Bike Tools

Over the years, I have accumulated a good set of tools for working on my bicycles. Most of these tools are relatively common tools that everyone should have, such as a good set of regular and Phillips screwdrivers, open and box end wrenches, socket sets and drivers (English and metric), and other common tools. However, bicycles require some tools which are specific to bicycle components, but (mostly) generic from one bicycle to the next. Below are a few of the additional tools I use often enough to have purchased.

Bike Stand

The first, and perhaps the most useful tool, is a good bike stand. This keeps your bike up at a comfortable working height and stable. Especially if you are removing the rear wheel, using a good bike stand prevents getting the chain tangled in the derailleur, which will occur if you flip the bike upside down on the seat and handlebars (as well as potentially breaking electronics mounted on the handlebars).

Truing Stand

A wheel truing stand is my biggest acquisition in this area. Spoked wheels will eventually go out of true, just from the normal vibrations and impact that occurs while riding. Rather than having to take my wheels back to the shop and have them adjust the spokes, a good truing stand makes the effort much easier. Before I got the stand, I tried adjusting the spokes on the bike, judging trueness relative to the brakes and other bike components, which was difficult.

Below are the individual tools I have gathered. A short description of the numbered tool will be found below each picture.

Tools 1
1: Peddle Wrench – Heavy and narrow, fits between peddle and crank arm to easily remove peddles.
2: Chain Gauge – Used to check amount of stretch and distortion in the chain, and determine when it should be replaced.
3: Bottom Bracket Tools – This pair of tools is used to remove the bottom bracket, for simple cleaning/lube of the bearings to complete replacement. These are somewhat specialized, and may not work on other units.

Tools 2
4: Freewheel/Freehub and Derailleur Cleaner – Used to clean the grit out of the rear gear cluster and from the derailleur idler wheels.
5: Brake Clamp – Used to hold the brake shoes together during adjustment of the brake cable position and tension.
6: Cone Wrenches (2) – These very thin wrenches are used to hold and turn the bearing cones on the axles, for removal and adjustment.
7: Cable Tips – Not really a tool, but useful to clamp over the ends of the cables to prevent fraying. Pick your favorite color.
8: Spoke Adjustment Tool – Nearly universal, has slots for different sized spoke nipples.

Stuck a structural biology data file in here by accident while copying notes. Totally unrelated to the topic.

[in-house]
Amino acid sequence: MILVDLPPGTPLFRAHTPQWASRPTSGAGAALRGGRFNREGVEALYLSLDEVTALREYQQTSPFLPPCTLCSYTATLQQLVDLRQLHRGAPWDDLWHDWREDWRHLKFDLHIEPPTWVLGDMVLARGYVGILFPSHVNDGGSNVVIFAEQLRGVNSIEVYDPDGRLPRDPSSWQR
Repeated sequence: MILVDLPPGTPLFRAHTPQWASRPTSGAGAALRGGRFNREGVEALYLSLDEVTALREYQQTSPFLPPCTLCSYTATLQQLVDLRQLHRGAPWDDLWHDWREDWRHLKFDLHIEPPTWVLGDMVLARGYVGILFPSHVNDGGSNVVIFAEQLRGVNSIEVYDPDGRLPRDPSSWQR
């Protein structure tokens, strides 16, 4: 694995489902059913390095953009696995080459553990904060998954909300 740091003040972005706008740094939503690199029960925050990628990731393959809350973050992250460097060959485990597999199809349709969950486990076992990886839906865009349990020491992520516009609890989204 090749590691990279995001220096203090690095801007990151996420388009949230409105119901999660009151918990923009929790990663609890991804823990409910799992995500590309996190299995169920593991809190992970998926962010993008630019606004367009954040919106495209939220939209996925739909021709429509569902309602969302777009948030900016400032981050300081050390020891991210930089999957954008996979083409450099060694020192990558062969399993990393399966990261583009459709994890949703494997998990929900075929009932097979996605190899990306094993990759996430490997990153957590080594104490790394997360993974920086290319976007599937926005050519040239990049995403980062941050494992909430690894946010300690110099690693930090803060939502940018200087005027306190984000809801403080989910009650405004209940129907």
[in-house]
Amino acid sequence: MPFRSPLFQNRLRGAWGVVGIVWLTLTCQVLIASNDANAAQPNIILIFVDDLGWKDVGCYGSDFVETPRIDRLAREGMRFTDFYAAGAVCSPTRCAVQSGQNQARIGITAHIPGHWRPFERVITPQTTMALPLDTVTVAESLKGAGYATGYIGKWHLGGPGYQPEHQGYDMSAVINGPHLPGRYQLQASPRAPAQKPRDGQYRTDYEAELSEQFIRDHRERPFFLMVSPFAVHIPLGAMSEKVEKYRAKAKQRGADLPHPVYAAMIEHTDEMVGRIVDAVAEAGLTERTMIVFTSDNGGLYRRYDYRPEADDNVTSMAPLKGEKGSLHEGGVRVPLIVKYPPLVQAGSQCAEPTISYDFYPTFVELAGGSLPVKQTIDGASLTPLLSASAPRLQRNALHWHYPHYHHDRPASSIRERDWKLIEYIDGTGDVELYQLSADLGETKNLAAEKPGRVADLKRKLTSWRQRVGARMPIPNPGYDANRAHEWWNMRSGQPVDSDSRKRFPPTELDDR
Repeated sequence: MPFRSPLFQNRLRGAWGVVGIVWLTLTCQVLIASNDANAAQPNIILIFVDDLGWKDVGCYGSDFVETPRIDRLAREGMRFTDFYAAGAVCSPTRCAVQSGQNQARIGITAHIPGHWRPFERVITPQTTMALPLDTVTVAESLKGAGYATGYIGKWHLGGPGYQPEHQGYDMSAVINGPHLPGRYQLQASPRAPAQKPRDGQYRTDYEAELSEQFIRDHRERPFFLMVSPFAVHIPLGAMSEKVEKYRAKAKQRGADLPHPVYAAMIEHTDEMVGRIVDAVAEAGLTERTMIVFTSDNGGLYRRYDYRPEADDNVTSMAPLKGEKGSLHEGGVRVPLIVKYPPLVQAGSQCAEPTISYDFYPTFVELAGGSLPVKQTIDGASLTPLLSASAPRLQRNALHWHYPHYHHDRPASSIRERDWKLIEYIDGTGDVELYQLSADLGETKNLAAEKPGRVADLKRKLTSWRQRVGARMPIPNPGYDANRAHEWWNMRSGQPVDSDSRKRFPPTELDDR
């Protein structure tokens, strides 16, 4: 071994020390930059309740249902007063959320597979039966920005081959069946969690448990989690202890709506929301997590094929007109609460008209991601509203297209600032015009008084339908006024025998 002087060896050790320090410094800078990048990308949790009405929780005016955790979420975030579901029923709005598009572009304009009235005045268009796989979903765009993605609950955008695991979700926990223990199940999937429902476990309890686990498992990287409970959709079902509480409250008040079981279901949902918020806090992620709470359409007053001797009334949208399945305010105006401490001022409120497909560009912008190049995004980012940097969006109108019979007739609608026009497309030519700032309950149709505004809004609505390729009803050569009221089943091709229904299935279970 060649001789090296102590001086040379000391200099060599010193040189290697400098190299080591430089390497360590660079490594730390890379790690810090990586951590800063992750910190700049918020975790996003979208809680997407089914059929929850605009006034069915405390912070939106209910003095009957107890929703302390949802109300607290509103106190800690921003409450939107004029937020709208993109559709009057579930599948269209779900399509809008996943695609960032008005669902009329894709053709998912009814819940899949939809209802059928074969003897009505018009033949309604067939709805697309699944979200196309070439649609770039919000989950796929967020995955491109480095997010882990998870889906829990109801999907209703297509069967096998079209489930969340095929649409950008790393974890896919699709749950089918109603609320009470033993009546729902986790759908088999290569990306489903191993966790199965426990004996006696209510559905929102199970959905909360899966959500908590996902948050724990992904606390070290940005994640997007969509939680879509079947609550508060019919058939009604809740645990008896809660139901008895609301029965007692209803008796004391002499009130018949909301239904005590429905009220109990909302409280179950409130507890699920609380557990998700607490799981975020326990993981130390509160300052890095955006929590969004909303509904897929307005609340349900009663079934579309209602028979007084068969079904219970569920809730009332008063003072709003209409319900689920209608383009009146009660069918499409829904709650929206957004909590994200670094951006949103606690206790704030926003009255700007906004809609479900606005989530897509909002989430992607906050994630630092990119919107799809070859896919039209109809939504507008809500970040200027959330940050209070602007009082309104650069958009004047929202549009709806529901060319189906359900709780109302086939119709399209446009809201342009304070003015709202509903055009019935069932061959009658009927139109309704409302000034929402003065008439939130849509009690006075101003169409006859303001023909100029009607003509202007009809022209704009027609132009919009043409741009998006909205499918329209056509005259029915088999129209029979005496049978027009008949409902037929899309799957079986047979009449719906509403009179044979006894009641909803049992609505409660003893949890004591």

9: Crank Arm Puller – Used to pull the crank arms off the crank axle. DO NOT try to use a hammer to do the same job.
10: Chain Rest – Used to hold the chain while the rear wheel is removed, preventing tangling.
11: Brake Wrench (behind Chain Rest) – 10 mm open and 8 mm box end wrench for adjusting brake components.

Tools 3

12: Freewheel Removal Tools (3) – These are very specialized, with one manufacturer often requiring a specific tool for a specific freewheel. These are also different than a freehub cluster tools.
13: Chain Breaker – Used to remove one of the little pins holding links together on the chain. Also used to put it back together.
14: Bearing grease – Polyurea thickened grease, resists water wash-out better than lithium soap greases (IMHO).

Chain Cleaner
Chain cleaner – This is my third one. Useful for quickly cleaning road dirt and grit off the chain, without having to remove the chain from the bicycle. Typically used with water-based cleaners, good drying and relube of the chain immediately after is required.

Recommended Chemicals
In addition to the specialized tools, above is a set of chemicals I’ve found useful in bicycle maintenance. You can buy small volumes of the same or similar compounds from bike shops and outlets (with fancy and obscure labeling), or pick these up at your local grocery, drug store, hardware store or automotive shop. From the top left we have:
Isopropyl alcohol: Avoid ‘rubbing alcohol’, which often has other compounds. Look for the highest percentage, as (in this case) the other 9% is water. Useful for removing oil and grease, and for quickly drying wet components.
Brake Cleaner: This is little more than pentane / hexane in a spray can. These compounds are very light hydrocarbon solvents, evaporates quickly, useful for dissolving grease and oil. VERY flammable, use only in a well ventilated environment and away from open flames or electrical equipment.
Carb Cleaner: Similar to the brake cleaner, this is light hydrocarbons along with some aromatic compounds (benzene, toluene, xylenes) in a pressurized can. Useful for removing grease and oil not touched by the brake cleaner, however, it will damage paint and plastic components. Not recommended around carbon fiber/epoxy components.
“Tube-O-Lube”: Small squeeze tube of dry graphite lubricant, available from the hardware store. Useful for lubricating cables in the housing, or brake jaws, or other components you don’t want oils to attract grit.
Talcum Powder: Added to the inside of the tire before mounting and adding the inner tube.  Allows the inner tube to easily slip, when necessary, while the tire is mounted and adjusted, and during normal riding. Helps prevent failures due to pinching or folding.
Paraffin Wax: Dry lube for chain and components which may rub. One old trick is to take a well cleaned chain, and soak it in a melted paraffin bath. After removal and cooling, the paraffin wax soaked into the chain results in well lubed chain which will not attract and hold onto sand and grit.